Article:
The House Judiciary Committee (Aubrey Wieber/Salem Reporter)

The American Civil Liberties Union of Oregon has found that at least 40 percent of the state’s district attorneys don’t have written policies to guide their core work.

These policies could outline whether to charge teenagers accused of certain crimes as adults or juveniles, whether to pursue tougher sentences via Oregon’s Measure 11 or what sort of plea deals for minor crimes like drug possession are most appropriate.

The report’s findings are manifested in a legislative proposal, House Bill 3224, which appears to be well on its way out of committee. The proposal would require district attorneys to write policies regarding charging, discovery and plea deals and post them on their websites by Dec. 1, 2020.

The reforms were sponsored by state Rep. Jennifer Williamson, D-Portland, who is the House majority leader, and and Carla Piluso, D-Gresham, also has cosponsors ranging from some of the most liberal to the most conservative members of the Legislature.

The House Judiciary Committee gave the bill an airing Thursday at a public hearing and is scheduled to work on the bill again Monday. The Oregon District Attorneys Association supports the concept of having written policies but wants to modify the proposal.

“I think it’s an untenable situation to oppose really, things like basic written policies around the core functions of their work when the decisions they’ve been making on a daily basis can have such huge impacts on the lives of Oregonians,” said David Rogers, ACLU’s executive director.

Williamson said such policies provide deputy prosecutors clear guidelines on how the district attorney wants the office run and it provides transparency to the public.

In the report, Rogers wrote that district attorneys are the most powerful force in the criminal justice system because their singular authority to decide whether and how to charge someone.

“Prosecutorial discretion is a huge driver in our entire criminal justice system, and if we don’t know what influences their discretionary decisions around how people are charged, then as voters it’s impossible to make an informed choice about an elected official,” Williamson told Salem Reporter.

When a district attorney is elected, they take leadership of an office that likely includes veteran prosecutors who could have worked for several bosses over the years with differing outlooks on the criminal justice system.

Williamson said having a written guide would helps everyone in the office perform uniformly. Williamson said she’s been told by deputy prosecutors that after a certain amount of time on the job, they make decisions based on a “gut check.”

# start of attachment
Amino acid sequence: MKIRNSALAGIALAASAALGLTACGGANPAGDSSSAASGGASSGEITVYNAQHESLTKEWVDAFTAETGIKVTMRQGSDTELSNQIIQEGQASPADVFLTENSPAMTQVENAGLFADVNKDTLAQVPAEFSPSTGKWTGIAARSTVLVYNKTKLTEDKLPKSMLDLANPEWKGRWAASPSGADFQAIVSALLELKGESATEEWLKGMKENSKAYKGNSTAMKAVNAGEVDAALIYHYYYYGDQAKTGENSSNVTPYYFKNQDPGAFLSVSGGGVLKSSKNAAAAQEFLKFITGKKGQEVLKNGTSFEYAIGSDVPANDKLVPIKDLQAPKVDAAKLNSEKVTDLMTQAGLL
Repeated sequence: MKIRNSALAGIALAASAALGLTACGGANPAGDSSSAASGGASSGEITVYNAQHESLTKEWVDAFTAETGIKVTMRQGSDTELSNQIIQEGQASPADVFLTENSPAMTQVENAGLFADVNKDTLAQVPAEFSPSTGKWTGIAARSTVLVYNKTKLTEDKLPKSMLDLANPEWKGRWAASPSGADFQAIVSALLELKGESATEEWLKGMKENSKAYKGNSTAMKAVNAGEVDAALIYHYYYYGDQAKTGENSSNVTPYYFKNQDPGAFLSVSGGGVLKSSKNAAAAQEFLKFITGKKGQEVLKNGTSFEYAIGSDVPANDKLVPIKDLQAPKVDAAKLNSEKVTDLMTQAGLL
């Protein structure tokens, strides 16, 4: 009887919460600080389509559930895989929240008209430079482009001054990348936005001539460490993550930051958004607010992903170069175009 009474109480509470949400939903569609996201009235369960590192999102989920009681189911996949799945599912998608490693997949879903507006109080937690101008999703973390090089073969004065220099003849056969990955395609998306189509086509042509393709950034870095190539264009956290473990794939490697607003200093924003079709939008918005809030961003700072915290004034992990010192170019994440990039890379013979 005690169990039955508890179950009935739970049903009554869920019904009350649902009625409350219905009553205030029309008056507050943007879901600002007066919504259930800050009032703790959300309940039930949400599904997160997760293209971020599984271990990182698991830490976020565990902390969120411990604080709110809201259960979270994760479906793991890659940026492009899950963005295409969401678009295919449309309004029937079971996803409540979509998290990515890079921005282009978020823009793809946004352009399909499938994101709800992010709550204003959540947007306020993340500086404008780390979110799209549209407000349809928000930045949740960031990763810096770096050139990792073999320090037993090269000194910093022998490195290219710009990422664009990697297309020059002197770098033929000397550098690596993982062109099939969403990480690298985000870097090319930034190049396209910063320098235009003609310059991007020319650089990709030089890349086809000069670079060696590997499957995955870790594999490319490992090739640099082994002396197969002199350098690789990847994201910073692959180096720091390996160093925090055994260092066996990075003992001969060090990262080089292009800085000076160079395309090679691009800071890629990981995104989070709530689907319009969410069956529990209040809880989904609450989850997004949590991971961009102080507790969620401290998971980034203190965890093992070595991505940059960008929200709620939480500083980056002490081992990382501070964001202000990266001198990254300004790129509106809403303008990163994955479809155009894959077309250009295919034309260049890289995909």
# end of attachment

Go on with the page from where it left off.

“I don’t think that’s an appropriate way for our criminal justice system to be managing peoples’ lives,” Williamson said. “For voters, there’s no way to know whether or not you’re dealing with a DA’s office where somebody fresh out of law school is trying to learn the ‘gut-check’ model of charging people.”

ACLU Oregon sent a records request to all 36 district attorneys, asking for written policy guidelines. Fifteen offices responded saying they had no guidelines. Four had written guides for about 20 percent of functions the ACLU found to be critical to operation. Ten, including Marion County, had guidelines covering 20 to 60 percent of essential functions.

Three – Deschutes, Clackamas and Multnomah counties – had comprehensive guidelines.

Marion County District Attorney Paige testified on behalf of her office and the state’s district attorneys, saying they generally supported written policies but wanted to change some things. When asked to detail the amendments, she said they were just minor clarifications in the bill’s language.

Clarkson strongly disagreed with the assertion that prosecutors are the most powerful people in the system, saying it’s designed with checks and balances so that there is no one party is more powerful than another.

The District Attorneys Association has long had a reputation in Oregon for being powerful and unwavering, Rogers and Williamson said. Williamson said the district attorneys that have been in power for years have built a system that unevenly targets minorities. Many of those district attorneys are still in power, and work to silence newer progressive district attorneys, Williamson said.

“I’ve heard there is a lot of pressure to fall in line,” she said. “I think it is a difficult place to push back on the old guard.”

“They are just a very tough group of people to work with, and if you question them or push back on them at all, they can be unkind,” Williamson said.

Kimberly McCullough, legislative director for ACLU Oregon, said the District Attorneys Association has opposed ACLU ideas “with great frequency.” She and Rogers said public opinion on the criminal justice system has changed over the years, and they are hopeful that is pushing the district attorneys as well. 

Charlie Peirson, a public defender for Multnomah Defenders Inc., testified that the proposal goes beyond checking prosecutors. It would help defense attorneys like himself have a sense of a district attorney’s standards before deciding how to represent a defendant. It also would give citizens a way of determining when a prosecutor deviates from the office norm on a case. District attorneys have an ethical obligation to seek justice, but that interpretation can vary. Let’s get it in writing, he said.

“Put flesh on those bones and tell me how you are going to carry out that ethical obligation,” Peirson said. 

Reporter Aubrey Wieber: [email protected] or 503-575-1251. 

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